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Second Quarter Review of the Monetary Policy for 2011-12
-Announced on the 25th October 2011 by Dr. D. Subbarao, Governor, Reserve Bank of India

From a macroeconomic perspective, the last quarter witnessed significant developments, both globally and domestically. Growth momentum in the US and the euro area economies has weakened. In the euro area, macroeconomic prospects are intimately tied in to its ability to credibly resolve its sovereign debt and financial sector problems. In turn, trade and financial linkages increase the risks of euro area instability transmitting through to emerging market economies (EMEs), which have already experienced large volatility in their financial markets, particularly their currency markets. Significantly, while the prices of many commodities declined over the quarter, crude oil prices remained relatively firm. The impact of this on commodity importing EMEs has been exacerbated by currency depreciation.

2. Amidst this turbulence and heightened uncertainty, the Indian economy is clearly seeing slowing growth. This moderation is, in part, due to the anti-inflationary stance of monetary policy, a necessary pre-condition to bring inflation down. But there are also other factors responsible for the moderation in growth, particularly for the significant slowdown in investment activity, such as policy and regulatory matters. These issues clearly have adverse implications for sustaining rapid growth.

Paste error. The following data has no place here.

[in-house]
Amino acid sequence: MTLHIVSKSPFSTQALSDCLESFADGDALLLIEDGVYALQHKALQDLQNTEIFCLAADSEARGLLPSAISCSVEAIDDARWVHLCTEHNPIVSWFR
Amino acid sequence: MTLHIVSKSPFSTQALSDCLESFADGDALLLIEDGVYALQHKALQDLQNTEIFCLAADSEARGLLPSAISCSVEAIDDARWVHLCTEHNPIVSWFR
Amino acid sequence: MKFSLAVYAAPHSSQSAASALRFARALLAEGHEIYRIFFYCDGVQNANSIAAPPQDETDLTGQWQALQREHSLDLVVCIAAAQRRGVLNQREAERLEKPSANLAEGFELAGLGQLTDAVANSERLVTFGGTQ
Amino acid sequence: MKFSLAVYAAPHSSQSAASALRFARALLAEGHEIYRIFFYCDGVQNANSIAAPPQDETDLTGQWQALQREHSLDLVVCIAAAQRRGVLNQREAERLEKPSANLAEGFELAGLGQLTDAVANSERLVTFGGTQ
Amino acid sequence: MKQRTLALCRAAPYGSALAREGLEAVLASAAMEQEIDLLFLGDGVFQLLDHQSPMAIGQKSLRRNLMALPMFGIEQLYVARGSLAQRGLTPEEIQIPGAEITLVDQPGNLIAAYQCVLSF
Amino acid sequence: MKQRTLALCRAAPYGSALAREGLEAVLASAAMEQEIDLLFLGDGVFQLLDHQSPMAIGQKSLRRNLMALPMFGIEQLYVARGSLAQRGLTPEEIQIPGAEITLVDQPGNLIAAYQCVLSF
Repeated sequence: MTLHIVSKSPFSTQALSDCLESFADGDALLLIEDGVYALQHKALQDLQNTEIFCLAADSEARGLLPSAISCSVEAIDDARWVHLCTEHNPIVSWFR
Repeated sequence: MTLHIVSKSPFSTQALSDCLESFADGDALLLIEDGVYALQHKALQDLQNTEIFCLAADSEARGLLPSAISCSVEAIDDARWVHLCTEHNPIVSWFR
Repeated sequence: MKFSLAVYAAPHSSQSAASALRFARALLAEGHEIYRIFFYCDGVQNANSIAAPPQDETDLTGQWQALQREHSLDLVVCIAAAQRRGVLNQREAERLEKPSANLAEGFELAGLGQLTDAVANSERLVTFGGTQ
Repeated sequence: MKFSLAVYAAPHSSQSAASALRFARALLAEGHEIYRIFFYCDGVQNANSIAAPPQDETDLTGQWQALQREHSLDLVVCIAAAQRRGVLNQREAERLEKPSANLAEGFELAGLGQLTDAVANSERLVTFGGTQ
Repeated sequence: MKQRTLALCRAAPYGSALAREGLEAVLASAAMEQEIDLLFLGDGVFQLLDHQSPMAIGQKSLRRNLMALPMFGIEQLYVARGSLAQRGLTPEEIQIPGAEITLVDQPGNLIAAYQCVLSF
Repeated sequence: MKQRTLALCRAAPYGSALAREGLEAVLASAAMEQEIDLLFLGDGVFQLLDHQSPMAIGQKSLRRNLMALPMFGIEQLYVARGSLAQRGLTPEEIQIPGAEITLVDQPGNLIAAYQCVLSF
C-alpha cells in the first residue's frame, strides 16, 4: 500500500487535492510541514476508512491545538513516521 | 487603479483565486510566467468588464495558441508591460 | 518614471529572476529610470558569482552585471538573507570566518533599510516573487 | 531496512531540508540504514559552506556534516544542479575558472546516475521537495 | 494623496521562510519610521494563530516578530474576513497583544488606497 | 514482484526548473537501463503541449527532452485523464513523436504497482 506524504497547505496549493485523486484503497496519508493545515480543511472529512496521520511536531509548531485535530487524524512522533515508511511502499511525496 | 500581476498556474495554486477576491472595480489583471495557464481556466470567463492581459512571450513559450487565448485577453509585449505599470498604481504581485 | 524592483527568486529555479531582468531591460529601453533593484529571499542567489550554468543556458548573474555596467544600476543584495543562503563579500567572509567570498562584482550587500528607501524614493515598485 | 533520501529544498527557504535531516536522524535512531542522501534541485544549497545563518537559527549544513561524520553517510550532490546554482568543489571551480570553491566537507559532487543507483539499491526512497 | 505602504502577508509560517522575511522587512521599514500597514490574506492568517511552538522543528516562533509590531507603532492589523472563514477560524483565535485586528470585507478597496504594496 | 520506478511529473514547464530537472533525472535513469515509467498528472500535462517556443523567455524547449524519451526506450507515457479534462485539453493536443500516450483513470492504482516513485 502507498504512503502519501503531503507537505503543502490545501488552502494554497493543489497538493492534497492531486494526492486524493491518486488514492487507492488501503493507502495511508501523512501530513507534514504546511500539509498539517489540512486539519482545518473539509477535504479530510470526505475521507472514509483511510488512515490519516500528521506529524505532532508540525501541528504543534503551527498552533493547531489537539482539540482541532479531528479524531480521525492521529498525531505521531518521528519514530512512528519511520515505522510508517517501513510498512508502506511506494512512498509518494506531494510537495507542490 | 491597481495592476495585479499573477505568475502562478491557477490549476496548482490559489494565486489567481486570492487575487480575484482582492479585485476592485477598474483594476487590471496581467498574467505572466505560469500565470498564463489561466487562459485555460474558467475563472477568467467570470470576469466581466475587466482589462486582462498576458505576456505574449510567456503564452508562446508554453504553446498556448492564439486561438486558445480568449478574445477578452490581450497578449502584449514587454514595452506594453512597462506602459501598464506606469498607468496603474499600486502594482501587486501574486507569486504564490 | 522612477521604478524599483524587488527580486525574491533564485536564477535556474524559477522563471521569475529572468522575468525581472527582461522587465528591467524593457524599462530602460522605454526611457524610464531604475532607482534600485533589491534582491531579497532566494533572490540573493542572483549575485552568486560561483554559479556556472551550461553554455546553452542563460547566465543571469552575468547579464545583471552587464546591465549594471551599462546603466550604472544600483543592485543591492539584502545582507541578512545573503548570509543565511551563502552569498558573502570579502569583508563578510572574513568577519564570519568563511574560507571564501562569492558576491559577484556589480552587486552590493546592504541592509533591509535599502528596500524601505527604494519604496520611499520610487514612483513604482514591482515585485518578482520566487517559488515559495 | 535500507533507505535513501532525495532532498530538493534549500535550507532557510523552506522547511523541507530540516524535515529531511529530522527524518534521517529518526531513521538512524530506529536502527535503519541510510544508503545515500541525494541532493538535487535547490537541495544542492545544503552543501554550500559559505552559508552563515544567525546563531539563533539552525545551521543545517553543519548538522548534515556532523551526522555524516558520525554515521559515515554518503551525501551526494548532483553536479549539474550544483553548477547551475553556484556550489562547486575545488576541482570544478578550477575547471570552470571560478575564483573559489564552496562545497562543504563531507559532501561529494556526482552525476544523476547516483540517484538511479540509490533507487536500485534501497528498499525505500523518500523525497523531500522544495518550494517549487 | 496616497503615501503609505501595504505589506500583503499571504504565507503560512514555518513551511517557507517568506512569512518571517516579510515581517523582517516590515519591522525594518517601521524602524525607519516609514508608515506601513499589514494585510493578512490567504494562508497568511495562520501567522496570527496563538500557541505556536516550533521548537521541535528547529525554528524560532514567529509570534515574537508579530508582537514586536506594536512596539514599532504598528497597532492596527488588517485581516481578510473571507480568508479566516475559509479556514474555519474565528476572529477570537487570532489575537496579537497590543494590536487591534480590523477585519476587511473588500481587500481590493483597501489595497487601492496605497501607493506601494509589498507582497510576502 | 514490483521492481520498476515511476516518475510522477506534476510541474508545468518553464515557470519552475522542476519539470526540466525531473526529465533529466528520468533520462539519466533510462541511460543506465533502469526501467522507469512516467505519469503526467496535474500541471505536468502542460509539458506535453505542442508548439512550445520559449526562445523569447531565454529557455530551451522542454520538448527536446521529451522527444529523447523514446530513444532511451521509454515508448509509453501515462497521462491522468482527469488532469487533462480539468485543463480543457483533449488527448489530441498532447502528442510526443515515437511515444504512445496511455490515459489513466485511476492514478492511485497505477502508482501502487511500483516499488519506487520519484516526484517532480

3. Of larger concern is the fact that even with the visible moderation in growth, inflation has persisted. Reassuringly, momentum indicators are turning down, consistent with the Reserve Bank’s projections that inflation rate will decline significantly in December and continue on that trajectory into 2012-13.

4. The policy stance and guidance in this Review are shaped by the need to balance concerns about persistent inflation and moderating growth. Recent policy actions have been firmly based on the proposition that sustained growth over a long period of time is compatible only with low and stable inflation. Persistently high inflation strongly influences expectations adversely and, through them, consumption and investment decisions. Changing the policy stance when inflation is still far above the tolerance level entails risks to the credibility of the Reserve Bank’s commitment to low and stable inflation. However, growth risks are undoubtedly significant in the current scenario, and these need to be given due consideration.

5. This policy review is set in the context of the above global and domestic concerns. It should be read and understood together with the detailed review in Macroeconomic and Monetary Developments releasedyesterday by the Reserve Bank.